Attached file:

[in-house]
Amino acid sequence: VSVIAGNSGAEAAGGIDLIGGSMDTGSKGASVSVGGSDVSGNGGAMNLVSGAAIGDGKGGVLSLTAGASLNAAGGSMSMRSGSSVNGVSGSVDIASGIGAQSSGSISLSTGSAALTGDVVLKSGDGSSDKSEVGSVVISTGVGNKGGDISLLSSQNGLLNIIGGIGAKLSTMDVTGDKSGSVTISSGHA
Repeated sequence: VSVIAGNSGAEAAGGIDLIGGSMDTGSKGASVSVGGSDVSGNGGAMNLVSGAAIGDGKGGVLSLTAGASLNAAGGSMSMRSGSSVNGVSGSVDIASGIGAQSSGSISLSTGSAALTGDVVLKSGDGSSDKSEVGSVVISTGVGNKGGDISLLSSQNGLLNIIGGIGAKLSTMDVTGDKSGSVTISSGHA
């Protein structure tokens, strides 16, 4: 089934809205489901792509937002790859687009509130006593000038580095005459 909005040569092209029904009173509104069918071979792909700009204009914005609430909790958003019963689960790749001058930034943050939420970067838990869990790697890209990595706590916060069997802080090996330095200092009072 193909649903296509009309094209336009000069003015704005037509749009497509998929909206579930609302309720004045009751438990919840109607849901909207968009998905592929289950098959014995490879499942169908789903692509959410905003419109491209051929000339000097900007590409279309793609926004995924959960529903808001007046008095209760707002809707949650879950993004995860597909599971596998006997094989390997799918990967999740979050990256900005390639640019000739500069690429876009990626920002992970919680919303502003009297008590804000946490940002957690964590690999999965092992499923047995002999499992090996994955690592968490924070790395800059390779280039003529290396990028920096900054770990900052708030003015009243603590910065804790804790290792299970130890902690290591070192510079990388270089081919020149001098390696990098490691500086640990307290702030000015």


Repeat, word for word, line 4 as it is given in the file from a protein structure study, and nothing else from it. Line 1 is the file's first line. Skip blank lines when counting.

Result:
């Protein structure tokens, strides 16, 4: 089934809205489901792509937002790859687009509130006593000038580095005459 909005040569092209029904009173509104069918071979792909700009204009914005609430909790958003019963689960790749001058930034943050939420970067838990869990790697890209990595706590916060069997802080090996330095200092009072 193909649903296509009309094209336009000069003015704005037509749009497509998929909206579930609302309720004045009751438990919840109607849901909207968009998905592929289950098959014995490879499942169908789903692509959410905003419109491209051929000339000097900007590409279309793609926004995924959960529903808001007046008095209760707002809707949650879950993004995860597909599971596998006997094989390997799918990967999740979050990256900005390639640019000739500069690429876009990626920002992970919680919303502003009297008590804000946490940002957690964590690999999965092992499923047995002999499992090996994955690592968490924070790395800059390779280039003529290396990028920096900054770990900052708030003015009243603590910065804790804790290792299970130890902690290591070192510079990388270089081919020149001098390696990098490691500086640990307290702030000015």